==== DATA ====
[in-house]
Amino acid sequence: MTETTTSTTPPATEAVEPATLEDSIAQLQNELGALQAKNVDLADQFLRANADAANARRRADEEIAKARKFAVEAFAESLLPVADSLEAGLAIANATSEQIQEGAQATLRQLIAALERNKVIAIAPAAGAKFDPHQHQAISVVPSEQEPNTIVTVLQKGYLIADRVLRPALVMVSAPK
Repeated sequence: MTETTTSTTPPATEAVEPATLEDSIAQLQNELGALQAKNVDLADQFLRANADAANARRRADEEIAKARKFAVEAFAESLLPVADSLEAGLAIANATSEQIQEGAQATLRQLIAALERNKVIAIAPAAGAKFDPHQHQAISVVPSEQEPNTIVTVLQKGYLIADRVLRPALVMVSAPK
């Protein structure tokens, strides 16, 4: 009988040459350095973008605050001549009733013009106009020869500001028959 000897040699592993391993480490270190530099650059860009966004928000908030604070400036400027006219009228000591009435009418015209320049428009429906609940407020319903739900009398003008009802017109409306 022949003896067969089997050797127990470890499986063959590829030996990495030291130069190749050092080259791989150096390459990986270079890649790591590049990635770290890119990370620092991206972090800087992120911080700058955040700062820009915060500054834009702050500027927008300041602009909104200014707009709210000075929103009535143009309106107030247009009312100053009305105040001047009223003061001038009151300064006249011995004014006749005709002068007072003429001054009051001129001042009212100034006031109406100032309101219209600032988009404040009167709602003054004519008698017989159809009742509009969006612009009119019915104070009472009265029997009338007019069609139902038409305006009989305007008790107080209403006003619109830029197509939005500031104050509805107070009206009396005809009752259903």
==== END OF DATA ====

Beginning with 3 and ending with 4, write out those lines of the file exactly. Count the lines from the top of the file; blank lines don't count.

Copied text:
Repeated sequence: MTETTTSTTPPATEAVEPATLEDSIAQLQNELGALQAKNVDLADQFLRANADAANARRRADEEIAKARKFAVEAFAESLLPVADSLEAGLAIANATSEQIQEGAQATLRQLIAALERNKVIAIAPAAGAKFDPHQHQAISVVPSEQEPNTIVTVLQKGYLIADRVLRPALVMVSAPK
């Protein structure tokens, strides 16, 4: 009988040459350095973008605050001549009733013009106009020869500001028959 000897040699592993391993480490270190530099650059860009966004928000908030604070400036400027006219009228000591009435009418015209320049428009429906609940407020319903739900009398003008009802017109409306 022949003896067969089997050797127990470890499986063959590829030996990495030291130069190749050092080259791989150096390459990986270079890649790591590049990635770290890119990370620092991206972090800087992120911080700058955040700062820009915060500054834009702050500027927008300041602009909104200014707009709210000075929103009535143009309106107030247009009312100053009305105040001047009223003061001038009151300064006249011995004014006749005709002068007072003429001054009051001129001042009212100034006031109406100032309101219209600032988009404040009167709602003054004519008698017989159809009742509009969006612009009119019915104070009472009265029997009338007019069609139902038409305006009989305007008790107080209403006003619109830029197509939005500031104050509805107070009206009396005809009752259903």